The sales strategy for the Clinton plan is shaping up to be just as politically shrewd. It has three parts. In Part One, the Clintonites show an eager bipartisanship on the Hill. Hillary Rodham Clinton is doing yeoperson work in briefing the legislators. During the President's address to Congress, she made brilliant use of the Trophy Seats next to the First Lady in the House gallery, where the Clintons put highly symbolic persons who have been flattered into lending their presence to legitimize some proposal.

Hillary's companions were the pediatrician T. Berry Brazelton and--more important--C. Everett Koop, Ronald Reagan's surgeon general. Koop's anti-abortion position is anathema to many of the Clintons' closest supporters--but hey, business is business.

In Part Two, the Clintons run a conventional modern campaign for their plan. They are mobilizing their grass-roots allies in labor and the American Assn. of Retired Persons. They will visit Larry, Phil, Oprah and the morning talk shows. The day after the speech, the White House lawn was blanketed with Administration officials giving interviews on the plan. Their war room, which Hillary has renamed the delivery room, is as bouncing-off-the-walls as ever.

But if Parts One and Two have the Clintons and their helpers behaving like hyperactive pussycats, Part Three--the paid media campaign--is a matter of growls, snarls and bared teeth.

Granted, the insurance firms struck first. Knowing they were to be chief villains of the Clinton campaign, they started to run a TV commercial that showed a couple at their kitchen table discovering that the Clinton plan, despite its promises, had taken their freedom of medical choice away from them.

The ads aired before Clinton's speech to Congress. The Clinton folks were angry that the industry had "jumped the gun." (The rabbit, unsportsmanlike, had lit out for the hills before the hounds were ready.) So Clinton allies began running their own TV ads, bearing the message that if life-insurance companies were knocking the President's plan, it must be good for the people.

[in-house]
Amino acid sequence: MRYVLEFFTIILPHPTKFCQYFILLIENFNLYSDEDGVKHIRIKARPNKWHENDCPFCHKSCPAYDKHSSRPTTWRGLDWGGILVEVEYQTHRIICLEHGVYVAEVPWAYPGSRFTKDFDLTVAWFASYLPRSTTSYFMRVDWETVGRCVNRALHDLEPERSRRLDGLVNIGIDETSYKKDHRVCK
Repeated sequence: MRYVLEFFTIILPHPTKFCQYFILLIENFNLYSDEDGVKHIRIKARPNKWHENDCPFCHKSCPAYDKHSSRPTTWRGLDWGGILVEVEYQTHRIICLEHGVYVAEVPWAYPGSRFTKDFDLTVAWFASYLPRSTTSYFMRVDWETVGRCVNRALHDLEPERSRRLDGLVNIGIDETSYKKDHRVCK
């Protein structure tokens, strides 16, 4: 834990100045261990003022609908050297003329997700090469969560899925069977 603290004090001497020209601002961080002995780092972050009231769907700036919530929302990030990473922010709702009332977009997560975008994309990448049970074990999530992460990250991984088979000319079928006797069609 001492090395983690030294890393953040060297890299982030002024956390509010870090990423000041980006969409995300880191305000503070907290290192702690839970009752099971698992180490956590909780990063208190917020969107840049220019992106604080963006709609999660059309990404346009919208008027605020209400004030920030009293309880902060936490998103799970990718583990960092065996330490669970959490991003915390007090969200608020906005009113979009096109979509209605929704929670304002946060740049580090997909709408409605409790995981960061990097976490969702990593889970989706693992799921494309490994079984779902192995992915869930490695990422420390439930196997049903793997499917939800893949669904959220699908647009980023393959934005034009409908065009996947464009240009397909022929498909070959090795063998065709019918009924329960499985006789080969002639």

The Democratic National Committee has just sent me a glossy color flier with a note in it from the DNC and the President himself, offering me the "once-in-a-lifetime chance" to become an Official Health Care Volunteer. They will give me a Petition Volunteer Kit for collecting pro-Clinton-plan signatures from my neighbors. (These people clearly do not know my neighborhood.) The signatures will be used to help our congressmen resist "high-powered" pressure from the greedy interests opposed to the plan.

All I have to do to get the kit is to call an 800-number and fork over $15. They say they will take Visa or Mastercard.

That's what it will probably be like in the great health-care debate. We policy slaves will hold conferences about whether the Clinton plan is administrable. Meanwhile, in the real world, the fight will be about something else.

The post-Cold War world demands more competitiveness from this country. U.S. jobs and their attendant benefits are growing more unstable. Whatever employment-based welfare state we once had is breaking apart. The debate's outcome will hinge on how scared we are and how willing politicians are to exploit this fear. We will see how much we value freedom of choice; how much we yearn for security, and how much we mistrust the opposing institutions of government and the medical professions.

So, while the health-care fight may not devote sufficient attention to Clinton's problematic numbers, we should take heart: The debate will answer questions that are more important.